“The fuck?!” AJ says under his weak breath, as he sees a young woman wrapped in his dad’s arms and kissing him passionately, almost like she was finishing her favorite dessert and trying to enjoy every last bite.
AJ cannot make out who the woman is or any of her features, but he knows it is not his mother. She would never pull a stunt like that in public, and even if she could, she was not in town. He glances up to his dad’s “situation” one last time but can only see a bright purple smudge. It looks like a winter jacket, but AJ does not trust his eyes after a hit like that. The thought of AJ’s dad cheating hurt worse than the tight end’s hit, but both were making him nauseous. AJ gets picked up by the shoulders from two of his teammates and they carry him to the St. Joseph’s sideline. He feels better, but it would be weeks before he could be on the field again. He realizes he has to take that stupid concussion test with all of the lines and shapes again. Before that, he has to go home and talk with his dad who would be lying when he said he watched the game. AJ knows what he was doing, but he also knows he can’t bring it up to him. He can’t even take out his anger on the football field anymore, at least for a few more weeks. He needs something that will release his thoughts, but definitely not a diary.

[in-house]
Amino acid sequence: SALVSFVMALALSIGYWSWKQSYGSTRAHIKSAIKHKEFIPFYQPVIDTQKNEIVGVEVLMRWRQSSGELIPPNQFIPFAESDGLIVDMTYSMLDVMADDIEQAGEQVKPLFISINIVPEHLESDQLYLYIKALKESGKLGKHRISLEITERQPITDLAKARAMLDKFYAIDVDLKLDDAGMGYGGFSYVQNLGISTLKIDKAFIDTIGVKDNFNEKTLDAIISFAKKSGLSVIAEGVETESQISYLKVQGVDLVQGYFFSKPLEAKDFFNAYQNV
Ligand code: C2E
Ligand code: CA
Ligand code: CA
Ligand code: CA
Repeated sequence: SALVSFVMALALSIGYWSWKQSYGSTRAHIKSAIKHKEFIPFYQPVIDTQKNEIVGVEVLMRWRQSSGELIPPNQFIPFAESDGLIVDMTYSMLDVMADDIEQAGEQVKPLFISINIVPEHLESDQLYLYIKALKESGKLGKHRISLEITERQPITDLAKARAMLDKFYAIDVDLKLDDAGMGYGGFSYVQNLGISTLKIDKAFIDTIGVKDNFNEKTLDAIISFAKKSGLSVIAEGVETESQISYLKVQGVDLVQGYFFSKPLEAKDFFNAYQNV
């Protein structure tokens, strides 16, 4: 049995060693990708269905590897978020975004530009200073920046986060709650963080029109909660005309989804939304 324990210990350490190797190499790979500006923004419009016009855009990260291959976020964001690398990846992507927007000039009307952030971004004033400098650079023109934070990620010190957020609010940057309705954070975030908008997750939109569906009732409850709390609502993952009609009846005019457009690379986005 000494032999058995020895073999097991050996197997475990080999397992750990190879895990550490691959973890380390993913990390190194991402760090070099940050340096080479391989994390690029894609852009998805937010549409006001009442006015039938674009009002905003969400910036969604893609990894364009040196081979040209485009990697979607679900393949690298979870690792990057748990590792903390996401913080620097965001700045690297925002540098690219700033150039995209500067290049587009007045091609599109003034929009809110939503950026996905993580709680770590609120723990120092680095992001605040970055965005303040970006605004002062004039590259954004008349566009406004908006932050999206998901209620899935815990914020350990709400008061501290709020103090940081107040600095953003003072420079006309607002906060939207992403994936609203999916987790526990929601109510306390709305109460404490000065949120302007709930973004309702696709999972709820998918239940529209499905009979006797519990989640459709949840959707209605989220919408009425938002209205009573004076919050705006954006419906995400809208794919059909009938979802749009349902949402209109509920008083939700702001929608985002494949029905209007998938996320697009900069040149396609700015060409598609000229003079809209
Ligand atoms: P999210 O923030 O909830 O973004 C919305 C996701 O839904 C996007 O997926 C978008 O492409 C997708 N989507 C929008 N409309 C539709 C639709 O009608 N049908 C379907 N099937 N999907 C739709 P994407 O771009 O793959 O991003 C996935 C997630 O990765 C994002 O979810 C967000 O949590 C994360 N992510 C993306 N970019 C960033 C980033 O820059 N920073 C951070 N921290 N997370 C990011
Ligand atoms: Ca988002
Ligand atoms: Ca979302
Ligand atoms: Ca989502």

My Dumbass Dad
Ok. Let’s get one thing straight, AJ. This is NOT your diary, you pussy. This is you just putting your thoughts down so you don’t spill the beans to your innocent mother. She needs to find out from him. Not you. Anyways, just keep your mouth shut and act normal. If it helps, try to find out who the fuck was mackin on your dad. Not the best way of describing it, but you know exactly what I’m talking about.